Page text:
Tejas Nair | December 23, 2017
Rating – 5/10
These days we are so familiar with the type of films that Salman Khan stars in and sometimes produces that there is nothing original anymore. Tiger Zinda Hai is no different as the actor returns to do what he often does in these action-packed potboilers that are popular for a complete lack of logic.
After having fled India with his Pakistani girlfriend in Ek Tha Tiger (2012), Tiger (Khan) now lives in peace somewhere in Austria. Although he is away from his covert operations and is no more attached to India’s Research & Analysis Wing (RAW), he keeps track of his former immediate senior like an unpaid freelancer. When a hostage situation concerning few Indian nurses arises in Syria, the government tracks down their best man for an operation that is considered suicide. It is obvious from the title itself that this is going to be a variation of convenient storytelling where everything happens with an advantage to the protagonists. And that’s exactly what happens in Ali Abbas Zafar’s latest feature, right from the very point Tiger makes his entry. However, considering that that is the default template of the film, there is enough entertainment value for one to consume and rejoice.
The plot tries to educate its audience which is both a good thing and a bad thing. Bad thing because it makes the narrative look amateur, which the film suffers from at the beginning. The action sequences are very good, albeit without logic, as Tiger tries to balance his life and work in a war-torn Syria. There are cheesy dialogs to bring in the fun factor, supported by Paresh Rawal and Kumud Mishra, who both put up a refreshing show. There’s definitely style in the film as you watch Tiger riding a horse and doing some other daredevil stuff to fight off the bad guys.
Surprisingly, for a Salman Khan film, there are intelligent tidbits that elevate the film’s intellectual factor. For instance, a young suicide bomber is shown carving his name incorrectly on a wooden table. This, among other brief sequences, shows what terrorism and war can do to people. Lack of education, reverse development, inhibition, and societal oppression are a few stark themes that the film touches upon, and which makes it a lot different than the prequel. So, it’s not just about how Tiger can save his country from embarrassing itself. The connection between India and Pakistan that is not associated with terrorism or political tension is another welcome arc that Tiger Zinda Hai succeeds in portraying.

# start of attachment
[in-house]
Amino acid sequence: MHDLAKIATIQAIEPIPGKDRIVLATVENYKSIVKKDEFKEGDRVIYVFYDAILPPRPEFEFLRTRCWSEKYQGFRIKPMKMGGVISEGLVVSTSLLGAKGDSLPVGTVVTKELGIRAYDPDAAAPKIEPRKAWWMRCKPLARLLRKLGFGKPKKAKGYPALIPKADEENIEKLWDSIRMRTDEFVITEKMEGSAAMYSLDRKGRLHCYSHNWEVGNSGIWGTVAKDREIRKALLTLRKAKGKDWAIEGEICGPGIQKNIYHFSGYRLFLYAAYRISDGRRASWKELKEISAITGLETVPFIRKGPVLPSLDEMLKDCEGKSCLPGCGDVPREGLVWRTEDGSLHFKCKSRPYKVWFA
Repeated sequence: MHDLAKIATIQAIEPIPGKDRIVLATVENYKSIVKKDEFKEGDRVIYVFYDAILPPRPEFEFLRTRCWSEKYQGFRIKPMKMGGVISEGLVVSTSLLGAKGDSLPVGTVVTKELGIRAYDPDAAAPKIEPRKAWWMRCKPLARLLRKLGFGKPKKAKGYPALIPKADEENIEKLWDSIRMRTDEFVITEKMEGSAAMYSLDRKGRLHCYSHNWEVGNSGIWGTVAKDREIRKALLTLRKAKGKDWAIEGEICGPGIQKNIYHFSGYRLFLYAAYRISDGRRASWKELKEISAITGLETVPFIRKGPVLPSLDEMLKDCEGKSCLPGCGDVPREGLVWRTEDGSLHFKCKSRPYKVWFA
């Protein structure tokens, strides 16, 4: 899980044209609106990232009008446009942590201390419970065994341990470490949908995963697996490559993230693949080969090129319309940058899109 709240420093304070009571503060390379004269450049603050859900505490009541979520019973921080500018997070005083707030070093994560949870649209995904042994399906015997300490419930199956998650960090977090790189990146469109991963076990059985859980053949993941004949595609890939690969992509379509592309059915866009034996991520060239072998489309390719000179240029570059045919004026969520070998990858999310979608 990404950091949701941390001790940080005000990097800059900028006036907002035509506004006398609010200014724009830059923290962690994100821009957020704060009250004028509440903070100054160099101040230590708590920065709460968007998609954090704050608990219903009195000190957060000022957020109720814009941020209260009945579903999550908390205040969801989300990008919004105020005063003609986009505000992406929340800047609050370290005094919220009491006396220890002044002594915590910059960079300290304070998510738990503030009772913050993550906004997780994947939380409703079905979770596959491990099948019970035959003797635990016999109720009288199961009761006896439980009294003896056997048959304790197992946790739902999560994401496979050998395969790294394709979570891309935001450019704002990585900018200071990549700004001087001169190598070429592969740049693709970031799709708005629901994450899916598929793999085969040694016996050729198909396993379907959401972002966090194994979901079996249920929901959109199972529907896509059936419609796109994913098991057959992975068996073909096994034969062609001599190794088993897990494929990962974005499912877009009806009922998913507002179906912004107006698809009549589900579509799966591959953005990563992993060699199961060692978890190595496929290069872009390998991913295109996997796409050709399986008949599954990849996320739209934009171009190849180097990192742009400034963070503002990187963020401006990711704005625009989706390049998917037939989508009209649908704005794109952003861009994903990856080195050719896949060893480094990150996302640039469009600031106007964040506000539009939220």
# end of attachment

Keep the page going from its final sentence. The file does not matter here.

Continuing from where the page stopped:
The biggest problem, however, is the lack of vindictiveness and weight in the antagonist. Played rather brilliantly by Sajjad Delafrooz, this head of a terrorist organization similar to the real ISIL is a meek personage who gives too much leeway to his enemies. You don’t expect the head of an unforgiving terror outfit to give people a second chance. But it happens all the time in Tiger Zinda Hai. This makes the viewing experience a tad uncomfortable for the learned audience. Moreover, I personally was not impressed by the “Indian nurses as hostages” as there cannot be a better portrayal of this plot element than in Mahesh Narayan’s incredible Malayalam war film, Tale Off, that released earlier this year.
Salman Khan shines throughout the film, as the score pushes his performance to a level unmatched by any other Bollywood action actor. He graces each sequence with equal panache and delivers a powerful performance as the man who fears nothing. Katrina Kaif is surprisingly not a puppet here and slits few throats as her on-screen husband strategizes the operation. The supporting cast is largely good with decent performances by Angad Bedi and others, but I still had issues with a few actors who were not developed well. The blame is both on Zafar and the writers for not giving enough attention to these characters. The romantic song at the start is the only one that gels well with the film, as others look out of place when there is a war brewing in the world.
Tiger Zinda Hai is a film that has its flaws but is still a well-made action thriller that can give you goosebumps without pushing you into boredom. The patriotism factor should keep eager Indians occupied, as Khan fans dance their way out of the halls.
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